Moving Cross Country - Tips for Transporting Fish? - The Planted Tank Forum
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post #1 of 20 (permalink) Old 08-19-2020, 01:45 AM Thread Starter
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Moving Cross Country - Tips for Transporting Fish?

Hi All - I'm going to be moving from California to Connecticut.
I currently have a 20G and a 29G both glass tanks.

I'm thinking of buying a 75G or 100G acrylic tank and keep it half full and keep battery operated heaters and air filters working through sponge filters. The tank will need to go in a trailer because I'll have two large dogs in my Jeep.

I'm planning for 5 days/4 night. I can do the drive in 4 days/3 nights but I think that will be a lot of rough on the dogs.

Does this sound like a solid way to do? Any other ideas and/or tips and advice?

Thanks!
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post #2 of 20 (permalink) Old 08-19-2020, 02:19 AM
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Would multiple small tanks not be better than one big one in terms of preventing water sloshing around? Would you not be concerned about trailer stability with that much water potentially sloshing side to side in the back?

When they ship / import fish, they use those styrofoam white boxes with lids which would help to regulate temperature better than a normal tank. Could that be a way to go?

Good luck! =)
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post #3 of 20 (permalink) Old 08-19-2020, 11:24 AM
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What fish do you have? I'd honestly go with buckets that have snap-on lids instead of a large tank. As long as air's moving throughout the day, you can get away with not heating the fish unless they're super delicate ones like discus. At night, you can do close to 100% water changes using water conditioner and the tap water available and just let the buckets bubble in the bathroom. Aforementioned 5 gallon buckets fit well in the gaps between seats, so you can worry less about the fish being in a non-climate controlled trailer vs your jeep.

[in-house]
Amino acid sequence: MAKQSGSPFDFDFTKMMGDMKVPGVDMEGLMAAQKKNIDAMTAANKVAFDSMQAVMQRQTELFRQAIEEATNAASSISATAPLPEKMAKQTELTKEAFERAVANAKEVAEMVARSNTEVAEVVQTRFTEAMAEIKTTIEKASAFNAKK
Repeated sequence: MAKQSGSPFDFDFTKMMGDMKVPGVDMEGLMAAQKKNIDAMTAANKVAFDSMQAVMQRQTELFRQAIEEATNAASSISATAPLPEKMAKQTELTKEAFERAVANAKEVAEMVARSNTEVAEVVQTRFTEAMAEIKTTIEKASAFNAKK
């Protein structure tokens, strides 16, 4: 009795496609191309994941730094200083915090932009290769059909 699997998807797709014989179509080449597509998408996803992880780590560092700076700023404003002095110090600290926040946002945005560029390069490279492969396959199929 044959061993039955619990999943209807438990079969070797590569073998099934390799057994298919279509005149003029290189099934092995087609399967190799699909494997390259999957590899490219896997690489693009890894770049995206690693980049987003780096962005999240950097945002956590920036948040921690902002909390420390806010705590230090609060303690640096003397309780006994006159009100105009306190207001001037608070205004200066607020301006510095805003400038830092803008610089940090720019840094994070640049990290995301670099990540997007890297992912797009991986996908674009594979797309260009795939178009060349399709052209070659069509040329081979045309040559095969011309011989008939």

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So many fish/plants/inverts to keep, not enough aquaria.
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post #4 of 20 (permalink) Old 08-19-2020, 03:40 PM Thread Starter
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Originally Posted by en7jos View Post
Would multiple small tanks not be better than one big one in terms of preventing water sloshing around? Would you not be concerned about trailer stability with that much water potentially sloshing side to side in the back?

When they ship / import fish, they use those styrofoam white boxes with lids which would help to regulate temperature better than a normal tank. Could that be a way to go?

Good luck! =)
Oooh. Insulated styrofoam boxes is a great idea.

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Originally Posted by ichthyogeek View Post
What fish do you have? I'd honestly go with buckets that have snap-on lids instead of a large tank. As long as air's moving throughout the day, you can get away with not heating the fish unless they're super delicate ones like discus. At night, you can do close to 100% water changes using water conditioner and the tap water available and just let the buckets bubble in the bathroom. Aforementioned 5 gallon buckets fit well in the gaps between seats, so you can worry less about the fish being in a non-climate controlled trailer vs your jeep.
Ah, very good suggestions.
I will definitely be re-evaluating my approach.

I have bolivian rams, tetras, cories, rasboras, danios a BN pleco and a bunch of amano shrimp.

Definitely going to be a challenge getting fish and two akitas in the 4 door jeep.

I'm liking the styrofoam boxes mentioned above and perhaps I'll build a platform so the boxes can sit on the floor and the platform will be over the fish boxes and strong enough to hold an Akita...

What a move this is going to be!
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post #5 of 20 (permalink) Old 08-20-2020, 03:33 AM
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What a move this is going to be!
Good luck!


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post #6 of 20 (permalink) Old 08-20-2020, 07:19 PM
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Originally Posted by ichthyogeek View Post